[b] If paragraph (a) is applicable no other lawyer in a firm with which that lawyer is associated may knowingly undertake or continue representation in the matter unless:

    1. the lawyer who is subject to paragraph (a) is screened from participation in the matter and is apportioned no part of the fee thereupon; and
    2. written notice is promptly given to the other parties to the proceeding.

This committee is without precedent to answer the questions presented. It is the opinion of this committee that a mediator, acting as an impartial third party in a dispute is obligated to adhere to Rule 1.11. The rule addresses the obligations of a lawyer acting as an adjudicatory official and is not limited to lawyers occupying appointed/elected judicial positions.

The facts presented in question one are remote, but the answer is uncomplicated. During the course of the mediation, the mediator would be prohibited from undertaking representation on behalf of or adverse to a party to the mediation in a matter related to or unrelated to the mediation since an unavoidable conflict of interest would arise given the mediator's concurrent roles as impartial third party and as advocate for or against a party to the mediation. The option available to the mediator's law firm would be decided by the agreement or not of the parties that the representation contemplated would compromise the impartiality of the mediator.

The matters presented in questions two and three may be answered by the application of Rule 1.11 to the facts. Subsequent representation on behalf of or adverse to a party to the mediation by the mediator in a matter related to the subject matter of the mediation would be prohibited "unless all parties to the proceeding consent after disclosure" (Rule 1.11(a)).

The mediator's law firm may not undertake representation on behalf of or adverse to a party to the mediation in a postmediation proceeding involving a matter related to the mediation without first complying with Rule 1.11(c).

Concerning matters unrelated to the mediation and the subject of a post-mediation proceeding this Committee does not decide that undertaking representation on behalf of or adverse to a party to the mediation falls within the intent and scope of Rule 1.11.

Resolution of question four is not found in the Disciplinary Rules and this committee declines to speculate as to the relative rights and obligations of the parties concerning the waiver of any potential conflict of interest prior to the mediation.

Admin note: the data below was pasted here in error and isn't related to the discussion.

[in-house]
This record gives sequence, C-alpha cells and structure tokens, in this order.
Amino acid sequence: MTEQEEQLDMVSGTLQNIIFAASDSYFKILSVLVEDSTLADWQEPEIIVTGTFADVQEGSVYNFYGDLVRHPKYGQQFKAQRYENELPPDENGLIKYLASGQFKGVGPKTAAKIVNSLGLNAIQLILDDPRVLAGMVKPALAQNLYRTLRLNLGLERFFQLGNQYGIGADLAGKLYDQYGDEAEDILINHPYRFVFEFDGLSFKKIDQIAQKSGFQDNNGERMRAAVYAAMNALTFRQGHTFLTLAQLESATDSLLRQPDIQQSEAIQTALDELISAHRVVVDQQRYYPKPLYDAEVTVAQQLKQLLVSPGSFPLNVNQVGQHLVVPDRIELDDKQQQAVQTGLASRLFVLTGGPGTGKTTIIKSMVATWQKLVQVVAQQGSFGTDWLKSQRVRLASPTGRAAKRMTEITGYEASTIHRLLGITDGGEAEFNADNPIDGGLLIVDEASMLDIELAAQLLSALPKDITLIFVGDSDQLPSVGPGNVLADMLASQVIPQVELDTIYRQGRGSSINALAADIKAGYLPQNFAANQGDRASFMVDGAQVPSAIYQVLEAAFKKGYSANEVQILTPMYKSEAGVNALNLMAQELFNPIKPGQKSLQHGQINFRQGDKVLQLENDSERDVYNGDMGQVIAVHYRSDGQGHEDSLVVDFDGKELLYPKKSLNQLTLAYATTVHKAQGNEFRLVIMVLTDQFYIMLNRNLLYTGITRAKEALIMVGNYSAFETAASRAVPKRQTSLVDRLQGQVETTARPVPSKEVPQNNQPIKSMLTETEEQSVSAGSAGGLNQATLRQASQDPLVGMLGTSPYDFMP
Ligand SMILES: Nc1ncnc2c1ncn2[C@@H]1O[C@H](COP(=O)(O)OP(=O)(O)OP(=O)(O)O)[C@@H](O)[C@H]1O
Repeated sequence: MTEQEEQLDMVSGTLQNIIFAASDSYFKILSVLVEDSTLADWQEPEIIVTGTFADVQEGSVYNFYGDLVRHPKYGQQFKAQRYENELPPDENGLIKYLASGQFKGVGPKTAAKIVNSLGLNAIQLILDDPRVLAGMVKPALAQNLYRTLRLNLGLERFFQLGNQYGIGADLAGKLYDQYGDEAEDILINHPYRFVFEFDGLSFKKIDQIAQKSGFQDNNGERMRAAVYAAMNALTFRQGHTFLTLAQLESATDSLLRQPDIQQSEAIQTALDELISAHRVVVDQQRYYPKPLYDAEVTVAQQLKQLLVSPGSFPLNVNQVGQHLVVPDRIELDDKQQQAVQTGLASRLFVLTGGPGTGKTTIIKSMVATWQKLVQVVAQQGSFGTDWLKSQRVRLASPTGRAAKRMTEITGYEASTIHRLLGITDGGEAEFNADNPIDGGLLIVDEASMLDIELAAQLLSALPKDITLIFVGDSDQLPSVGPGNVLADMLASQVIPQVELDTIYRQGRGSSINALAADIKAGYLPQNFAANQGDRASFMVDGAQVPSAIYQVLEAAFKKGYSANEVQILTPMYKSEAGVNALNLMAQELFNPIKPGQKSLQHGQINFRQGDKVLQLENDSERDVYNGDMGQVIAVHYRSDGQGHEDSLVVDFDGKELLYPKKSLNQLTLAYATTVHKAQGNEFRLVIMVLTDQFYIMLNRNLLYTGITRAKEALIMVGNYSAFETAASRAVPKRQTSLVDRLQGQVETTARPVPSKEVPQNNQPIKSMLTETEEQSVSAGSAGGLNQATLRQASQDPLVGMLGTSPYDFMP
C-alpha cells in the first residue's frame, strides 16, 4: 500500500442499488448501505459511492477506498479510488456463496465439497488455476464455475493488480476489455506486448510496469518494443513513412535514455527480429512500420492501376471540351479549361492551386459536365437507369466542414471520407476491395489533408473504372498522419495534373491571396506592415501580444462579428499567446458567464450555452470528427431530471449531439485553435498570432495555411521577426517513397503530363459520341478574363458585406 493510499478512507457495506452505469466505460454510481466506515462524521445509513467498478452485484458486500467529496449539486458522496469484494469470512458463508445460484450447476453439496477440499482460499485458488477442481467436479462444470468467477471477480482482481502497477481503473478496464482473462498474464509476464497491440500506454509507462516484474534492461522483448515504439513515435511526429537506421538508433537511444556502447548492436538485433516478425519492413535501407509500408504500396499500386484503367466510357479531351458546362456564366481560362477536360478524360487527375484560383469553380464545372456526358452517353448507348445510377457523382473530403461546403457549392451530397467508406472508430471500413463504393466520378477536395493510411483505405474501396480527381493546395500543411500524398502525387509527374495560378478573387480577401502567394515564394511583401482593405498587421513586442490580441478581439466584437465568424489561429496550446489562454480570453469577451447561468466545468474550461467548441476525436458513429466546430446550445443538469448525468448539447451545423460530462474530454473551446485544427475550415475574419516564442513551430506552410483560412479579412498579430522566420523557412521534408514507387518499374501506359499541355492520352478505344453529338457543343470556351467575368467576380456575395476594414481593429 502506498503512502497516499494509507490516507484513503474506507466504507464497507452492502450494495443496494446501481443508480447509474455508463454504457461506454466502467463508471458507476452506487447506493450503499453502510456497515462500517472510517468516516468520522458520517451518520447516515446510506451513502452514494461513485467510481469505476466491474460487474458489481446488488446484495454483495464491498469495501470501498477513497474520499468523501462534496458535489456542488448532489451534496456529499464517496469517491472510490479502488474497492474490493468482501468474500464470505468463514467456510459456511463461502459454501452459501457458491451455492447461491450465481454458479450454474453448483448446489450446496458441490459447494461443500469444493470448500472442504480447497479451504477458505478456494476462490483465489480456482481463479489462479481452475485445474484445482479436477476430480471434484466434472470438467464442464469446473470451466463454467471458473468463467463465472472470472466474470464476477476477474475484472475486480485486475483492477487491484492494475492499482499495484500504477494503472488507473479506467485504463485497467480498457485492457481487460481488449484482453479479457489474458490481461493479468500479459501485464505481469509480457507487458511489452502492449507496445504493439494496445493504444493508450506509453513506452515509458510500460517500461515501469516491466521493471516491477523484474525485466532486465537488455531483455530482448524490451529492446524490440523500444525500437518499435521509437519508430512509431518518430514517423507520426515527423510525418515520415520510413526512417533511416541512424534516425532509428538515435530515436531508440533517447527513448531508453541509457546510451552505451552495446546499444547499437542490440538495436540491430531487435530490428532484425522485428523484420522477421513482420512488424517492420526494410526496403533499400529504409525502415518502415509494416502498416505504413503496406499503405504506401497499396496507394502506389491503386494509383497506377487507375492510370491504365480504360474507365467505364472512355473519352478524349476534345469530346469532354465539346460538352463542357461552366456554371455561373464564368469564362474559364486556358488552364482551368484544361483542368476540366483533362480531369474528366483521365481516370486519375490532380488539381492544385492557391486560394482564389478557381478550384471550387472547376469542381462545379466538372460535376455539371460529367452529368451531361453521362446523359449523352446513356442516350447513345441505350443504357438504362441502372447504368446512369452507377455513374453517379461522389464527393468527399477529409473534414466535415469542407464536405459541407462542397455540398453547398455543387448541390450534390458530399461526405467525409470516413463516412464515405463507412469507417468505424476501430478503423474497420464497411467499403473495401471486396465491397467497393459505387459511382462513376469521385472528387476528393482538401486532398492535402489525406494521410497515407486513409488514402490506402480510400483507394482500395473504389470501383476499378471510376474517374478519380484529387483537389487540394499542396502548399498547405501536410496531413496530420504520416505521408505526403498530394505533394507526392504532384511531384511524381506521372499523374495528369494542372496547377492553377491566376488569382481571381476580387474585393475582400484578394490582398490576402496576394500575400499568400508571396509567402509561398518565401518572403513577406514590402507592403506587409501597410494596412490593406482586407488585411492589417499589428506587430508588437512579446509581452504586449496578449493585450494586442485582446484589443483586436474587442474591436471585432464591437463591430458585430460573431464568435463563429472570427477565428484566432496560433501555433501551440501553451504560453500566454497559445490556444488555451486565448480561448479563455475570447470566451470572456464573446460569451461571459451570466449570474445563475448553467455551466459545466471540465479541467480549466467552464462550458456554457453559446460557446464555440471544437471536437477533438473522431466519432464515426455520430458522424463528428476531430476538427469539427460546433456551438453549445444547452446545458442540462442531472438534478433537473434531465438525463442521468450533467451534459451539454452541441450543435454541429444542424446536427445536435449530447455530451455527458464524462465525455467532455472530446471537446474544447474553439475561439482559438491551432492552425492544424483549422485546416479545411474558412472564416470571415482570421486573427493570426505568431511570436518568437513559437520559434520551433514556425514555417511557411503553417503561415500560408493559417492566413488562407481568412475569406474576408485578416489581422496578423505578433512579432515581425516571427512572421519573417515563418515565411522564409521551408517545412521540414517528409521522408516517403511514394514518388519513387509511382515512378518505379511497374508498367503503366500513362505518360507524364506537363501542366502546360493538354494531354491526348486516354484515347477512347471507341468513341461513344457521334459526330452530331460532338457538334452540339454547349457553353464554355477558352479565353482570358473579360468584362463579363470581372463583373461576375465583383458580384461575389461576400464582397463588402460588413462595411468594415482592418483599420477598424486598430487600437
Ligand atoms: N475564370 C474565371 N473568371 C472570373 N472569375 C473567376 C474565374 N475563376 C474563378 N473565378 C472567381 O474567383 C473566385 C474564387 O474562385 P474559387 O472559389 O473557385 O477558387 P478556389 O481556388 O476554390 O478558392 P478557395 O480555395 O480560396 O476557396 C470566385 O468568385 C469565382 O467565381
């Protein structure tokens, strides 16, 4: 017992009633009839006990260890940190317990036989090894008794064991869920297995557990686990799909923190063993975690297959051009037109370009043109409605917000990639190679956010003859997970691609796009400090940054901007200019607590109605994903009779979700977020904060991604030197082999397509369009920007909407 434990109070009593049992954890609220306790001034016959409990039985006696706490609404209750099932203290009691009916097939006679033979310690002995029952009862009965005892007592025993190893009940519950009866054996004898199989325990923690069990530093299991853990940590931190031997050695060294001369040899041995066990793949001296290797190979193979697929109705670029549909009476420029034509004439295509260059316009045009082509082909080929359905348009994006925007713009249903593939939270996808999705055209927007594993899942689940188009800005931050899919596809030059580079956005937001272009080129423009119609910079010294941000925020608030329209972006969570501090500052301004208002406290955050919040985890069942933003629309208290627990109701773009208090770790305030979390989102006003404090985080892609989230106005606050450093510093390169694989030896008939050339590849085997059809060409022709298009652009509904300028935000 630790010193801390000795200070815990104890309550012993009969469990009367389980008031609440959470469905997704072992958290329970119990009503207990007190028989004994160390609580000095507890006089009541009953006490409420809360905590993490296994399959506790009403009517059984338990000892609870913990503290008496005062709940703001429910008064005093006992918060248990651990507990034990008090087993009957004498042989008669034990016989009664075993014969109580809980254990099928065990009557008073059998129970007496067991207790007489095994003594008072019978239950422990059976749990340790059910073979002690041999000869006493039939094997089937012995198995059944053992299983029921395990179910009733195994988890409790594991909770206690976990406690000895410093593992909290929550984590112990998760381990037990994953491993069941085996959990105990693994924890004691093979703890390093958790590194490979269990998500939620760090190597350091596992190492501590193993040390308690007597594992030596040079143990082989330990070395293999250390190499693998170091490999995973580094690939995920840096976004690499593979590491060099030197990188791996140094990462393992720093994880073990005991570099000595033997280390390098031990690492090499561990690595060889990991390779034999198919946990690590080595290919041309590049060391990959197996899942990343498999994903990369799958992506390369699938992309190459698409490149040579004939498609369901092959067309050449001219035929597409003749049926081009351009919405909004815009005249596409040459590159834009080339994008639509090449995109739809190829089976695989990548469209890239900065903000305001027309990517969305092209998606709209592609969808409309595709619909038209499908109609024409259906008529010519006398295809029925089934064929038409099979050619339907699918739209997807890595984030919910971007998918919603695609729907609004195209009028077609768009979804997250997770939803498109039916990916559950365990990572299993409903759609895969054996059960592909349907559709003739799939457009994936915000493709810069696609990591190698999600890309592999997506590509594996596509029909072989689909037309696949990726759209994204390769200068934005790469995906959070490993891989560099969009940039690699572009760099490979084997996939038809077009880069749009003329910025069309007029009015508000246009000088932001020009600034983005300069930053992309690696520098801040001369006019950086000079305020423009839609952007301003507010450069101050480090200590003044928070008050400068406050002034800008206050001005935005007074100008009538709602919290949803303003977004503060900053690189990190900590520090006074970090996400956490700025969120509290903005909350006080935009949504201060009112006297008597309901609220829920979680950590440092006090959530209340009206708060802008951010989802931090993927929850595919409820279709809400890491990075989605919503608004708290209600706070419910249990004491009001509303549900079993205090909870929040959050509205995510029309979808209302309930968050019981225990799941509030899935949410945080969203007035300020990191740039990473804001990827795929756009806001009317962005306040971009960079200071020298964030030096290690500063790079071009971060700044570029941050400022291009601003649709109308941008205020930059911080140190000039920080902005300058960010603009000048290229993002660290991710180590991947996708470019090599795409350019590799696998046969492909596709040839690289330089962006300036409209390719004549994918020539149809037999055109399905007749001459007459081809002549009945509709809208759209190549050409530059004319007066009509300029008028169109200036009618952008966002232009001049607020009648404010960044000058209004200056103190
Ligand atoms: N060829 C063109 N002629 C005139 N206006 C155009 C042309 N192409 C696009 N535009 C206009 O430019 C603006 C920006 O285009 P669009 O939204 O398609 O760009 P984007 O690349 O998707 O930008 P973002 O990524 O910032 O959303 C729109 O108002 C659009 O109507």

Conclusion

A mediator is an adjudicatory official as that term is discussed in Disciplinary Rule 1.11. As such, during the pendency of a mediation the mediator would be prohibited from ethically undertaking representation on behalf or adverse to a party to the mediation in a matter related to or unrelated to the mediation. Likewise, the same bar would apply to the mediator's law firm unless the parties to the mediation agreed that such representation would not compromise the impartiality of the mediator. Absent such agreement, the law firm must decline or withdraw from the representation.

Post-mediation representation by the mediator or the mediator's law firm on behalf of or adverse to a party to the mediation in a matter related to the mediation is addressed in Rule 1.11. Such representation would be prohibited unless the exceptions allowed in Rule 1.11(a) and 1.11(c) are operative.

Rule 1.11 does not address post-mediation representation by the mediator or the mediator's law firm on behalf of or adverse to a party to the mediation in a matter unrelated to the mediation and, thus, the inquiry made falls outside the scope of the rule.

This committee declines to speculate as to the relative rights and obligations of the parties regarding pre-mediation waiver of potential conflicts of interest.